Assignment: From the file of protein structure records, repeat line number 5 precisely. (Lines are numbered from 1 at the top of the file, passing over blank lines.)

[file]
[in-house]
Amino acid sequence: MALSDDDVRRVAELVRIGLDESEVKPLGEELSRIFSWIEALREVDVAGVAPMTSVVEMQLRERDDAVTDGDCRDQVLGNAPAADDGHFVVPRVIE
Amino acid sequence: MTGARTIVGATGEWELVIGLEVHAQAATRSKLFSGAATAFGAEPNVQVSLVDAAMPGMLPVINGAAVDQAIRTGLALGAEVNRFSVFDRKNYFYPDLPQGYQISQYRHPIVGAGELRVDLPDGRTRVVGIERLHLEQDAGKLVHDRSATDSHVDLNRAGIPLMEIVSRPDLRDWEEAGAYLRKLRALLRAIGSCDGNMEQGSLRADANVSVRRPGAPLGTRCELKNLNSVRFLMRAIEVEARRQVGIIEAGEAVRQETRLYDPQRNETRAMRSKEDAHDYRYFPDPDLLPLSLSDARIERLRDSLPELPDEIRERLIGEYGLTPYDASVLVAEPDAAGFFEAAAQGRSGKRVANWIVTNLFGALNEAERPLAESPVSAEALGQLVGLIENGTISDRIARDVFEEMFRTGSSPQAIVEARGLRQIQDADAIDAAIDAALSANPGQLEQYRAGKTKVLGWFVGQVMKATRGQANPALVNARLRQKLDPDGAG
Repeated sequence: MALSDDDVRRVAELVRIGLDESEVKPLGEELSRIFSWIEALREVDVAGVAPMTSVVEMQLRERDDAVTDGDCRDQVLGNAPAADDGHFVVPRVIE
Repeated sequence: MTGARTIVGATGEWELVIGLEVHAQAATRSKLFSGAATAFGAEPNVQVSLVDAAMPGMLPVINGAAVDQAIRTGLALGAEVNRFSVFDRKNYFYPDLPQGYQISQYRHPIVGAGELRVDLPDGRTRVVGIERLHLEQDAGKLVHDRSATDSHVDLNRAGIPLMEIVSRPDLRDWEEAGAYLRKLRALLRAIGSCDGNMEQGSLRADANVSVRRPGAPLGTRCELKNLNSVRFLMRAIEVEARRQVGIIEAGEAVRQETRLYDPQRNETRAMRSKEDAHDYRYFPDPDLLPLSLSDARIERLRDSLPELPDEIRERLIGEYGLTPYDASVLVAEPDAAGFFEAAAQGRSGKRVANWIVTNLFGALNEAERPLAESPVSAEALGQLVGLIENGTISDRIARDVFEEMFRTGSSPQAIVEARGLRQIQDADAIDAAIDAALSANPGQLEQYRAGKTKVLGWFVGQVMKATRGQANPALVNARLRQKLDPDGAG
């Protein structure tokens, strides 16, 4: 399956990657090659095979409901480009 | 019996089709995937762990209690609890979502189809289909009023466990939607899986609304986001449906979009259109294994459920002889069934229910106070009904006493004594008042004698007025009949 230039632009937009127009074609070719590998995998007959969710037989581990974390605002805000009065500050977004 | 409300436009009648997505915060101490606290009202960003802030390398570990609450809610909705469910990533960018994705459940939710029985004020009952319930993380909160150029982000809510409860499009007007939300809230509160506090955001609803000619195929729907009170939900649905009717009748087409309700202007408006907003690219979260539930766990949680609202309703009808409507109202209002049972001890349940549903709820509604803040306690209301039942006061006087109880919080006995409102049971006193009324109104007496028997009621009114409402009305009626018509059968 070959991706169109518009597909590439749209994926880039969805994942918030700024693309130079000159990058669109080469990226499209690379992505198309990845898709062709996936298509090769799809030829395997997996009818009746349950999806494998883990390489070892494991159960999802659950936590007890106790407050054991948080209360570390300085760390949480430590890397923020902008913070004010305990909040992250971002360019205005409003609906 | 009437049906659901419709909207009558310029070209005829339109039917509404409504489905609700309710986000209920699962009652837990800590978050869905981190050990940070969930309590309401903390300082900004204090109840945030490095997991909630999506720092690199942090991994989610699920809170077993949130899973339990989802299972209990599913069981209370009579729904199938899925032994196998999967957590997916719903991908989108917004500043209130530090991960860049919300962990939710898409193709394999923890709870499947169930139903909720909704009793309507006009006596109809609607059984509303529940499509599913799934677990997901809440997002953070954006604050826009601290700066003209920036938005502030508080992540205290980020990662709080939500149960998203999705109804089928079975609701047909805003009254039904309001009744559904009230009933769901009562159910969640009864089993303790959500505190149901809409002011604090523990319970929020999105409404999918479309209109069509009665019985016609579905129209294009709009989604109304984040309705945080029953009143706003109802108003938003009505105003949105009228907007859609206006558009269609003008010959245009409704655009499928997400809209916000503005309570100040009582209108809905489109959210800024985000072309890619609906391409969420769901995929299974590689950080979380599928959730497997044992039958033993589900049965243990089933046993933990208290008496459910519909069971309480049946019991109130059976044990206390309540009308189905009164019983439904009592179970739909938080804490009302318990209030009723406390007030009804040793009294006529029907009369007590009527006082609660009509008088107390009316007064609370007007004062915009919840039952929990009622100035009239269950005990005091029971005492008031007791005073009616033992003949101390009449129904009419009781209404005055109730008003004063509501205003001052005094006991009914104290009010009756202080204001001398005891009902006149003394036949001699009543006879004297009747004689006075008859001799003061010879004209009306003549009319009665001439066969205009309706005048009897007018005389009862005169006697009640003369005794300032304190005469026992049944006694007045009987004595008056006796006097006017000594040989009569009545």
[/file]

Repeated sequence: MTGARTIVGATGEWELVIGLEVHAQAATRSKLFSGAATAFGAEPNVQVSLVDAAMPGMLPVINGAAVDQAIRTGLALGAEVNRFSVFDRKNYFYPDLPQGYQISQYRHPIVGAGELRVDLPDGRTRVVGIERLHLEQDAGKLVHDRSATDSHVDLNRAGIPLMEIVSRPDLRDWEEAGAYLRKLRALLRAIGSCDGNMEQGSLRADANVSVRRPGAPLGTRCELKNLNSVRFLMRAIEVEARRQVGIIEAGEAVRQETRLYDPQRNETRAMRSKEDAHDYRYFPDPDLLPLSLSDARIERLRDSLPELPDEIRERLIGEYGLTPYDASVLVAEPDAAGFFEAAAQGRSGKRVANWIVTNLFGALNEAERPLAESPVSAEALGQLVGLIENGTISDRIARDVFEEMFRTGSSPQAIVEARGLRQIQDADAIDAAIDAALSANPGQLEQYRAGKTKVLGWFVGQVMKATRGQANPALVNARLRQKLDPDGAG